rusalka

rusalka
plural rusalki

In Slavic folklore and mythology, a water nymph who embodies the soul of either a drowned virgin or a child that died unbaptized.

Details of rusalkis' appearance and behaviour vary widely, but a common feature is that the nymphs attempt to entice men. In some areas, they are the subject of a festival in the early summer, when they are thought to emerge from the water and dance by night. In Antonín Dvořák's opera Rusalka, a rusalka attempts to marry a human prince but is reclaimed by her element.

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▪ Slavic spirit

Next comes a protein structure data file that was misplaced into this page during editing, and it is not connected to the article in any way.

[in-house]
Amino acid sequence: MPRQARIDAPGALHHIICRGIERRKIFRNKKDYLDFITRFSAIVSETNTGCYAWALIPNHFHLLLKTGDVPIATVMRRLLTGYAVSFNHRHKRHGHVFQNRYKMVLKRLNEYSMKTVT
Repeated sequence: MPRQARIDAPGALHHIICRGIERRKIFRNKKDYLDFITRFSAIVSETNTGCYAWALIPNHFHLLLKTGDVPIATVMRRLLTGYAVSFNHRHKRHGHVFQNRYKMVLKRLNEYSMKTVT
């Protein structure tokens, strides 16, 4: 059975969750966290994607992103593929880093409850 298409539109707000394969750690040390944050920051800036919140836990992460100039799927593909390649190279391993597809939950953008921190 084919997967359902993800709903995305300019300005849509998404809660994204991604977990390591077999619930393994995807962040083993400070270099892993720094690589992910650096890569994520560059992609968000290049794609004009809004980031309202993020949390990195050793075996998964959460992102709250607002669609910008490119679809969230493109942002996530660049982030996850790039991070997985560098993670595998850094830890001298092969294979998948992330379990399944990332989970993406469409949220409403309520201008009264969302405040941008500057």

plural  Rusalki,  

      in Slavic mythology, lake-dwelling soul of a child who died unbaptized or of a virgin who was drowned (whether accidentally or purposely). Slavs of different areas have assigned different personalities to the rusalki. Around the Danube River, where they are called vile (singular vila), rusalki are beautiful, charming girls, dressed always in light robes of mist, singing sweet, bewitching songs to the passersby. The rusalki of northern Russia are ugly, unkempt, wicked, invariably naked, and always eager to ambush humans. All rusalki love to entice men—the vile to enchant them and the northern rusalki to torture them.

      During rusalki week, at the beginning of the summer, the nymphs are supposed to emerge from the water and climb into weeping willow and birch trees until night, when they dance in rings in the moonlight. Any person joining them must dance until he dies. After that week, grass grows thicker where they trod.

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